This traditional stone house is ideally situated for a relaxing family holiday, 25 minutes from Bergerac Airport, and 10 minutes away from the beautiful village of Tremolat, with 3 double bedrooms all with king size beds and a 1 twin bedroom and has the benefit of a separate Annex, magnificent terraced area and a fantastic swimming pool
A very attractive and fully restored 18th century house with a garden and swimming pool. The property is arranged around a central courtyard.
The property can accommodate a maximum of 8 adults and 2 young children.
|Size||Sleeps up to 10, 4 bedrooms|
|Nearest Amenities||10 km|
|Nearest travel links||Nearest airport: Bergerac 30 km, Nearest railway: Lalinde 10 km|
|Family friendly||Great for children of all ages, Suitable for people with restricted mobility|
|Notes||No pets allowed, No smoking at this property|
|Luxuries||Log fire, DVD player|
|Pool||Private outdoor pool (unheated)|
|General||TV, CD player, Satellite TV, Wi-Fi available|
|Standard||Kettle, Toaster, Iron, Hair dryer|
|Utilities||Clothes dryer, Dishwasher, Cooker, Microwave, Fridge, Washing machine|
|Rooms||4 bedrooms, 3 bathrooms of which 1 Family bathrooms, 1 En suites and 1 Shower rooms|
|Furniture||Double beds (3), Single beds (3), Cots (1), Dining seats for 8, Lounge seats for 8|
|Other||Linen provided, Towels provided, High chair|
|Outdoors||Private outdoor pool (unheated), Balcony or terrace, Private garden, BBQ|
|Further details indoors|
Arranged over three floors, the accommodation comprises;
Lower ground floor
Entrance Hall (3m x 4m) with tiled floor, built-in storage and staircase to ground floor
Laundry (2.5m x 2.5m) with tiled floor, washing machine , tumble dryer and additional fridge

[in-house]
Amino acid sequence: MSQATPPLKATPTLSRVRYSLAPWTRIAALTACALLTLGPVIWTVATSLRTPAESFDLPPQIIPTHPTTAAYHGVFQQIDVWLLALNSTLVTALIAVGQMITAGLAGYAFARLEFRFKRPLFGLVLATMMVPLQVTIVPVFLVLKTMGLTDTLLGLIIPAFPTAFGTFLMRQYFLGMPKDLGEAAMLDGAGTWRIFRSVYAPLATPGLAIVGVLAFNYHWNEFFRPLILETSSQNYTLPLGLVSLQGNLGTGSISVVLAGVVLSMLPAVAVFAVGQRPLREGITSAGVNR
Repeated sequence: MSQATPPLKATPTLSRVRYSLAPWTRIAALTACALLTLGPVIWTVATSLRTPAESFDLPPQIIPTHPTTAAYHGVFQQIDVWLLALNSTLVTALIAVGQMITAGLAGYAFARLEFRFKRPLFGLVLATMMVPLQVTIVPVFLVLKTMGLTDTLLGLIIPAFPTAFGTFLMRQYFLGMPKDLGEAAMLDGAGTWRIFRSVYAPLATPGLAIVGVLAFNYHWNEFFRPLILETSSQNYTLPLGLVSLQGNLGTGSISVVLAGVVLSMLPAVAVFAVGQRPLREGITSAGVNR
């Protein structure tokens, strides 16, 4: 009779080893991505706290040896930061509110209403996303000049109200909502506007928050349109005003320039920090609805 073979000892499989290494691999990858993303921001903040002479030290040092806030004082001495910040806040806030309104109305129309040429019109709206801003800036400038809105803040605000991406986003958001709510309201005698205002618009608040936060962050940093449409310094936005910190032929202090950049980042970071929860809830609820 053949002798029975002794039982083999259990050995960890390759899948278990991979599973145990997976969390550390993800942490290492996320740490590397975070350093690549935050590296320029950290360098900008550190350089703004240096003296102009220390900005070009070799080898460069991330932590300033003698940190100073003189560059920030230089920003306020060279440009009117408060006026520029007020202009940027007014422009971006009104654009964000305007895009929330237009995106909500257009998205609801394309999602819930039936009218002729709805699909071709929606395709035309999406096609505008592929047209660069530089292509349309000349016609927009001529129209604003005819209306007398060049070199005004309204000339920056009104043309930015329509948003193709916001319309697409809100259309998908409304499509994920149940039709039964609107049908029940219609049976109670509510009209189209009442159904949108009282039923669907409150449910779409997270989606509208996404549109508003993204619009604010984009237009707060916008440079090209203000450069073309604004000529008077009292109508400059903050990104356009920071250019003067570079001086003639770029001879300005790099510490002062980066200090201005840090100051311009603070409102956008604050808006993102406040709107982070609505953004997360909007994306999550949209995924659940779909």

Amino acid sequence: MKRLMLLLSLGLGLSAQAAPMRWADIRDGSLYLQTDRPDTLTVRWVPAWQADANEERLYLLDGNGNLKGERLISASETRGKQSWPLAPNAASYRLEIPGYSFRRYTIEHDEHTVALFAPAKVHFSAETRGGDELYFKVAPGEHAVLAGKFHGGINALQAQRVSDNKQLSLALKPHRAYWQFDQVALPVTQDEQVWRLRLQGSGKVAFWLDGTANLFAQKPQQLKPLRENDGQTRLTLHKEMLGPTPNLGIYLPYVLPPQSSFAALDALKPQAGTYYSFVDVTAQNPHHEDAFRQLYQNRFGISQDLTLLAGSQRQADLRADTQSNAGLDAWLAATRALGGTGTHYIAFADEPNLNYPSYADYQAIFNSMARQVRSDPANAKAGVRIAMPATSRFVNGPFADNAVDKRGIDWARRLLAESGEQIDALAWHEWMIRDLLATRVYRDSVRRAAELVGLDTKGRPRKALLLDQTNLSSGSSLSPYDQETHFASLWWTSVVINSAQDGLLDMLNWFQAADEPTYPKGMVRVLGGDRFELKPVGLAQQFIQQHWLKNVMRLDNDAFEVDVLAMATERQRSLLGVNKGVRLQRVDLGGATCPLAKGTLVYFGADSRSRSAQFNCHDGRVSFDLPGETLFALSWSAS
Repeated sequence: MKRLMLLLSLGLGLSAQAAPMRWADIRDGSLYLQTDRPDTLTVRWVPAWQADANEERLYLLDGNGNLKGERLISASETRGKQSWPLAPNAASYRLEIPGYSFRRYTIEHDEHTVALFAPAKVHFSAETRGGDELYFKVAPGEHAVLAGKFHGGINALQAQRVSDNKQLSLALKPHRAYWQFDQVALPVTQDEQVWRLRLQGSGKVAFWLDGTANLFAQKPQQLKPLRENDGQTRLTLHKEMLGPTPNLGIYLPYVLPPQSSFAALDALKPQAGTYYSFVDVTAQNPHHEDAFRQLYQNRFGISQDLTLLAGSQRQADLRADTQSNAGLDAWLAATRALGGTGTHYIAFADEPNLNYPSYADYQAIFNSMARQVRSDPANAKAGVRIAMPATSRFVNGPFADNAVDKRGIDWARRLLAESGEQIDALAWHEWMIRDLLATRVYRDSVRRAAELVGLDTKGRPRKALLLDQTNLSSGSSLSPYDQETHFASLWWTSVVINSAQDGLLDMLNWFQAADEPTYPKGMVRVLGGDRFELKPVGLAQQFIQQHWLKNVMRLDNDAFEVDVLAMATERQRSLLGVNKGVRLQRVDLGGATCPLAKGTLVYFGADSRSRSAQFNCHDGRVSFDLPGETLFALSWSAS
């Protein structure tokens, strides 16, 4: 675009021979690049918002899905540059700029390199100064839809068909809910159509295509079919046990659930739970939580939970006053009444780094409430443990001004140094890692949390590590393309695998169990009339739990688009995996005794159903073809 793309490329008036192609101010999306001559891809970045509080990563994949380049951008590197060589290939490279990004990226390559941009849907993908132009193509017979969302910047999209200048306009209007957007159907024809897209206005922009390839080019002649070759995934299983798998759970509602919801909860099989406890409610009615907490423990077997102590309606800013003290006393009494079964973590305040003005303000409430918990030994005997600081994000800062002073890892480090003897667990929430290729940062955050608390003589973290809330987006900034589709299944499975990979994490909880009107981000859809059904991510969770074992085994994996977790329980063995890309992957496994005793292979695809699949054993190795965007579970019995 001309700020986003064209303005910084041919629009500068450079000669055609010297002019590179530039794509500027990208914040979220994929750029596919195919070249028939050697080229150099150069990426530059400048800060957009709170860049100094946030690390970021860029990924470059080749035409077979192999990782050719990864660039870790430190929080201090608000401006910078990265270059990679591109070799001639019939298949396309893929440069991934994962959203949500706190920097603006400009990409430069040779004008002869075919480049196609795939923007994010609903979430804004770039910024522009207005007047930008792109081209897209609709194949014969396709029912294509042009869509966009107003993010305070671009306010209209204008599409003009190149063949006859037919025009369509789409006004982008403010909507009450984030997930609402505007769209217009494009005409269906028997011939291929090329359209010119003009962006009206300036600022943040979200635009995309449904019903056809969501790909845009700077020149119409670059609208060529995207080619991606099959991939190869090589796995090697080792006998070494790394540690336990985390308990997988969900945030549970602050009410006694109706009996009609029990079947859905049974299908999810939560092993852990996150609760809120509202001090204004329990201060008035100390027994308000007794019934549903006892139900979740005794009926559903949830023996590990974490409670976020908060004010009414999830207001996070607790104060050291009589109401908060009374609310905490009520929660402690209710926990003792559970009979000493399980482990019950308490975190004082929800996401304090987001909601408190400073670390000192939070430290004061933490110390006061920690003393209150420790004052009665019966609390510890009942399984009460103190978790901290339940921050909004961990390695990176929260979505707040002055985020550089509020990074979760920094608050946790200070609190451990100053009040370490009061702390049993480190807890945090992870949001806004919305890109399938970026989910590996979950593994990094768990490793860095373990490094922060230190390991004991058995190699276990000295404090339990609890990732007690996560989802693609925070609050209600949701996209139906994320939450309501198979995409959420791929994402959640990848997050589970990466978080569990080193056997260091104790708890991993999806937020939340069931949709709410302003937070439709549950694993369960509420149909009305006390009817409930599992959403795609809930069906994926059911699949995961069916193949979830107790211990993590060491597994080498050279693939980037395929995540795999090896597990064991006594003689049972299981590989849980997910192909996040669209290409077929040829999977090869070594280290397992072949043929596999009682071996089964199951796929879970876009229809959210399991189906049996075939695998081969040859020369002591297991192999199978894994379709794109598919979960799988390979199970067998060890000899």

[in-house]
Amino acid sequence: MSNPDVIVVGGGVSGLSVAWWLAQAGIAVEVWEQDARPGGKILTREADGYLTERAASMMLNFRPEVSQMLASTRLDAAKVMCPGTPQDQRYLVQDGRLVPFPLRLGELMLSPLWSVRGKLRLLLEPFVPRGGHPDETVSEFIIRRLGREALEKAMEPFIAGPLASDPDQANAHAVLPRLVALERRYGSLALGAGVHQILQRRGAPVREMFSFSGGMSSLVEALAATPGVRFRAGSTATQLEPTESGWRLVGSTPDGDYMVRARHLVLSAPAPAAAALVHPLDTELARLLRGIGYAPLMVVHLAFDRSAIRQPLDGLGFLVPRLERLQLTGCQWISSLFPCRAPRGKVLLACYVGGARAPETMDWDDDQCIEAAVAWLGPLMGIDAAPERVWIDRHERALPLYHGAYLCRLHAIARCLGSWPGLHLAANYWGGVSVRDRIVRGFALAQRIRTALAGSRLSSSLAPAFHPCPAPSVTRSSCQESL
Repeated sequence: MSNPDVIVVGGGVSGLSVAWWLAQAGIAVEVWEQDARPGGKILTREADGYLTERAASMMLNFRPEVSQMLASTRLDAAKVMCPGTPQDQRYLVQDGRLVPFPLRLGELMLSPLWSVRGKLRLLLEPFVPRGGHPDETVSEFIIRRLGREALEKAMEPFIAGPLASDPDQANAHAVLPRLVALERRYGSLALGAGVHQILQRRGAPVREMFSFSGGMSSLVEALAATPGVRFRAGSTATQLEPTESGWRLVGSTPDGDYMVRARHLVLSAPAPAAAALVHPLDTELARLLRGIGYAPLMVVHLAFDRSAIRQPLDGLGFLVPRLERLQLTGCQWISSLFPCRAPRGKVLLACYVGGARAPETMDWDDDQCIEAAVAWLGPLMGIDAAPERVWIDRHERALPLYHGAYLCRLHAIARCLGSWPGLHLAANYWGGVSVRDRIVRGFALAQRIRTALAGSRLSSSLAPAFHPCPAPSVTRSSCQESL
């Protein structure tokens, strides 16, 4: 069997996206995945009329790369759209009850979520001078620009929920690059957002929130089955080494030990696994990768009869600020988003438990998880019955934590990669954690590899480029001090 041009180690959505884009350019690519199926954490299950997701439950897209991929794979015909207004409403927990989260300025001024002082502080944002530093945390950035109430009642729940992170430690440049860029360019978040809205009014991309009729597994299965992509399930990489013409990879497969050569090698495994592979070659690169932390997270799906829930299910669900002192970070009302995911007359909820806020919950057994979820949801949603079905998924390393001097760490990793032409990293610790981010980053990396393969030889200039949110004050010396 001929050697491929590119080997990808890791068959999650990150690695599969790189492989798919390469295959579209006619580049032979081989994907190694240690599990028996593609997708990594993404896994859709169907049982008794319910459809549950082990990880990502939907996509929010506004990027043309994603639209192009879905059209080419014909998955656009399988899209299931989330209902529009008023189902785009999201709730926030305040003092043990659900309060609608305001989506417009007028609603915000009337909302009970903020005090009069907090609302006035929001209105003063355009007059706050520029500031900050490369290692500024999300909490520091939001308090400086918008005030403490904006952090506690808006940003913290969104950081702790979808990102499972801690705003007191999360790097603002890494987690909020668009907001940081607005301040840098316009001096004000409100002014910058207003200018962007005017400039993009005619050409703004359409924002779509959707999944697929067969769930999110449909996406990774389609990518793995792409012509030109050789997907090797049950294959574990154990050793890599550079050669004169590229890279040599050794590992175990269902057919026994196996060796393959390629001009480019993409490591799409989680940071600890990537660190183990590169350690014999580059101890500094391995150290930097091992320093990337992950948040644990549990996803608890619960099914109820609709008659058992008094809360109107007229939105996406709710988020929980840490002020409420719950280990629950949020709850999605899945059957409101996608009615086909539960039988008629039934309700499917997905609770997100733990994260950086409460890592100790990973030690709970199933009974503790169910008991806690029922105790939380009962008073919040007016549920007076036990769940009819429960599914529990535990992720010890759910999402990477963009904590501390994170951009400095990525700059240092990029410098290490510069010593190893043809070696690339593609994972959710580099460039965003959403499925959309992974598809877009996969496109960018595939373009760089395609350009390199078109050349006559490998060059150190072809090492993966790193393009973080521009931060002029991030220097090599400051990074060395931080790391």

Cloakroom (3m x 1m) with tiled floor, wash hand basin and WC
Living room (9m x 5.5m) with tiled floor, beamed ceiling, stone fireplace with wood burning stove, staircase to first floor and glazed door to courtyard and garden. Telephone, cd player, tv, satellite with UK freeview channels and French channels and a DVD player. Large sofa and armchairs, table and benches
Kitchen / Dining room (6m x 5.5m) with tiled floor, beamed ceiling, newly fitted kitchen with wall and floor units, hob with extractor hood over and oven and glazed door to courtyard and garden. Microwave, dishwasher, large fridge, coffee machine.
Landing - with wooden floor
Bedroom 1 (5.5m x 4.5m) with wooden floor, double aspect windows and beamed ceiling. King size bed and single bed, travel cot also available.
Bathroom (2.25m x 3m) with wooden floor, beamed ceiling, wash hand basin, bath and WC
Master Bedroom 2 (7m x 5.25m) with wooden floor, beamed ceiling and en suite cloakroom - with wash hand basin and WC. King size bed and co/cot bed.
Ground floor Annexe
Bedroom 1 (4m x 2.5m) with tiled floor and glazed door to courtyard and garden. King sized bed.
Bedroom 2 (3.5m x 2.5m) with tiled floor and glazed door to courtyard and garden. Two single beds.
Bathroom - with tiled floor, wash hand basin, shower, heated towel rail and WC
|Further details outdoors|
Covered Dining / BBQ area (3m x 4.5m) . Large round table and seats, BBQ, Pool seats.
Paved and graveled courtyard with large Mulberry tree
Lawned area - with mature shrubs, hedging and open countryside views